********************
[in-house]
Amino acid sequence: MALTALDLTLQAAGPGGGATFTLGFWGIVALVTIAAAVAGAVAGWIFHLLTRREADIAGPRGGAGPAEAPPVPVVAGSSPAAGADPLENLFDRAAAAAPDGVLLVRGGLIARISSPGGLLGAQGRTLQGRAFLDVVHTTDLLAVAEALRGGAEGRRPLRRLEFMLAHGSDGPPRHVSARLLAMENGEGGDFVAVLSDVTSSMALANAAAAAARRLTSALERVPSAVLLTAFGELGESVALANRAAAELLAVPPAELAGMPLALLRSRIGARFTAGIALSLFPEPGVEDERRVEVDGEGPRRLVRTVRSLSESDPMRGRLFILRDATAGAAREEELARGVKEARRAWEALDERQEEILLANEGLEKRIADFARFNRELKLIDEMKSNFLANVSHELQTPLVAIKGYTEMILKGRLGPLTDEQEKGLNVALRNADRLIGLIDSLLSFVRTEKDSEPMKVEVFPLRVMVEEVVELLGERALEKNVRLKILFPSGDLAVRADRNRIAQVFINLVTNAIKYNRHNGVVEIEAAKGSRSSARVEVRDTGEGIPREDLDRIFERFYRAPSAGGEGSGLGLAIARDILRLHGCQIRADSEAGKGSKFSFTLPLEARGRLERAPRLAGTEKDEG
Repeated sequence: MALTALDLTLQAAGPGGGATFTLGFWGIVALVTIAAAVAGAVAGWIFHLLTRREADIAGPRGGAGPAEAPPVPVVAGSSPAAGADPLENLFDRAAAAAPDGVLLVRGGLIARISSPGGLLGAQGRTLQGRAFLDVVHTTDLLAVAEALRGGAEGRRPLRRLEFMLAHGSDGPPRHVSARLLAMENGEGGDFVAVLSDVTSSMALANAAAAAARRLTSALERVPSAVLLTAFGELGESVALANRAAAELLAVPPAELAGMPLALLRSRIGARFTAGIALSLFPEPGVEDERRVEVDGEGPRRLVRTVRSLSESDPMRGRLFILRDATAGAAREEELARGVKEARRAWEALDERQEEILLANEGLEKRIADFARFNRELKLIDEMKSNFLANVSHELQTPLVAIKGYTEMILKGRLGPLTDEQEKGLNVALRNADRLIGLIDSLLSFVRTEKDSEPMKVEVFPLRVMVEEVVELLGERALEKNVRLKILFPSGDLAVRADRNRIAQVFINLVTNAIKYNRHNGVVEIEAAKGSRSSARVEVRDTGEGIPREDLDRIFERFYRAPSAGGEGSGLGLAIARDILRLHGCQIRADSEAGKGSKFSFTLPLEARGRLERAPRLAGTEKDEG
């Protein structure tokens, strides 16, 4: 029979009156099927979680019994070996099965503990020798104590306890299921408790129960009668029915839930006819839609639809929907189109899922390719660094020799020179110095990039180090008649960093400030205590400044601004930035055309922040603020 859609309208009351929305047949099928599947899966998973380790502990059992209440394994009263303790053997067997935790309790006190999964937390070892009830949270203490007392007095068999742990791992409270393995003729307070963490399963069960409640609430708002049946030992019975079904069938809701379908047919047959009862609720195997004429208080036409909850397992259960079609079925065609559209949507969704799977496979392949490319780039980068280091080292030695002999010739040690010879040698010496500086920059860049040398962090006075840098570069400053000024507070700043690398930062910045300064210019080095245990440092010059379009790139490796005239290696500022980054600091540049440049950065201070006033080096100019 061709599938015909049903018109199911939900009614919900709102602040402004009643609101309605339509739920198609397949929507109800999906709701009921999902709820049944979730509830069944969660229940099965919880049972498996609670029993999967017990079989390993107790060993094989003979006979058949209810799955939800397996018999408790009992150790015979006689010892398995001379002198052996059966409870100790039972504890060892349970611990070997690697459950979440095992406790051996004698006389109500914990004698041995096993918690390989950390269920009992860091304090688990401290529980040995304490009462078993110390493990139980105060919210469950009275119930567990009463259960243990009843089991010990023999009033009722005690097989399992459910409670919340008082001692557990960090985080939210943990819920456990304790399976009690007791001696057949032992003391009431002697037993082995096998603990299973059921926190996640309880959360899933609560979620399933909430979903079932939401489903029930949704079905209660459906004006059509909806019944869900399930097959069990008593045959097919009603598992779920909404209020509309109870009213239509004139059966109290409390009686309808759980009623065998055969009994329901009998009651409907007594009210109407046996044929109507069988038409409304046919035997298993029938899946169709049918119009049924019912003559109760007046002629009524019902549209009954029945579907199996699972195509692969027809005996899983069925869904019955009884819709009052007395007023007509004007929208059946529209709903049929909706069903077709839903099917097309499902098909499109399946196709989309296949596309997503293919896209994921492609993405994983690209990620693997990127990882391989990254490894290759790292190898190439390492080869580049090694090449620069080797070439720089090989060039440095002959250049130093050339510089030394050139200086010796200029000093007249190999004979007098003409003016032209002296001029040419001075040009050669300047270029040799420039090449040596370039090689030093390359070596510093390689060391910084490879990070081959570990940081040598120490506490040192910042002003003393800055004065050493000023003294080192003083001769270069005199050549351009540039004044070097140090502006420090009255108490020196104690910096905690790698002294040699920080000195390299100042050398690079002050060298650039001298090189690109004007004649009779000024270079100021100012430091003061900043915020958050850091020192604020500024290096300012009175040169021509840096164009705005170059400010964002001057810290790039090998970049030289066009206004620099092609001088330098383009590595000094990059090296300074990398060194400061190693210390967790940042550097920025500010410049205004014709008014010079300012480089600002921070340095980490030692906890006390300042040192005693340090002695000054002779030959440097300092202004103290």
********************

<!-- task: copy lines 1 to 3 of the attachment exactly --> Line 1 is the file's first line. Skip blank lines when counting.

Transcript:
[in-house]
Amino acid sequence: MALTALDLTLQAAGPGGGATFTLGFWGIVALVTIAAAVAGAVAGWIFHLLTRREADIAGPRGGAGPAEAPPVPVVAGSSPAAGADPLENLFDRAAAAAPDGVLLVRGGLIARISSPGGLLGAQGRTLQGRAFLDVVHTTDLLAVAEALRGGAEGRRPLRRLEFMLAHGSDGPPRHVSARLLAMENGEGGDFVAVLSDVTSSMALANAAAAAARRLTSALERVPSAVLLTAFGELGESVALANRAAAELLAVPPAELAGMPLALLRSRIGARFTAGIALSLFPEPGVEDERRVEVDGEGPRRLVRTVRSLSESDPMRGRLFILRDATAGAAREEELARGVKEARRAWEALDERQEEILLANEGLEKRIADFARFNRELKLIDEMKSNFLANVSHELQTPLVAIKGYTEMILKGRLGPLTDEQEKGLNVALRNADRLIGLIDSLLSFVRTEKDSEPMKVEVFPLRVMVEEVVELLGERALEKNVRLKILFPSGDLAVRADRNRIAQVFINLVTNAIKYNRHNGVVEIEAAKGSRSSARVEVRDTGEGIPREDLDRIFERFYRAPSAGGEGSGLGLAIARDILRLHGCQIRADSEAGKGSKFSFTLPLEARGRLERAPRLAGTEKDEG
Repeated sequence: MALTALDLTLQAAGPGGGATFTLGFWGIVALVTIAAAVAGAVAGWIFHLLTRREADIAGPRGGAGPAEAPPVPVVAGSSPAAGADPLENLFDRAAAAAPDGVLLVRGGLIARISSPGGLLGAQGRTLQGRAFLDVVHTTDLLAVAEALRGGAEGRRPLRRLEFMLAHGSDGPPRHVSARLLAMENGEGGDFVAVLSDVTSSMALANAAAAAARRLTSALERVPSAVLLTAFGELGESVALANRAAAELLAVPPAELAGMPLALLRSRIGARFTAGIALSLFPEPGVEDERRVEVDGEGPRRLVRTVRSLSESDPMRGRLFILRDATAGAAREEELARGVKEARRAWEALDERQEEILLANEGLEKRIADFARFNRELKLIDEMKSNFLANVSHELQTPLVAIKGYTEMILKGRLGPLTDEQEKGLNVALRNADRLIGLIDSLLSFVRTEKDSEPMKVEVFPLRVMVEEVVELLGERALEKNVRLKILFPSGDLAVRADRNRIAQVFINLVTNAIKYNRHNGVVEIEAAKGSRSSARVEVRDTGEGIPREDLDRIFERFYRAPSAGGEGSGLGLAIARDILRLHGCQIRADSEAGKGSKFSFTLPLEARGRLERAPRLAGTEKDEG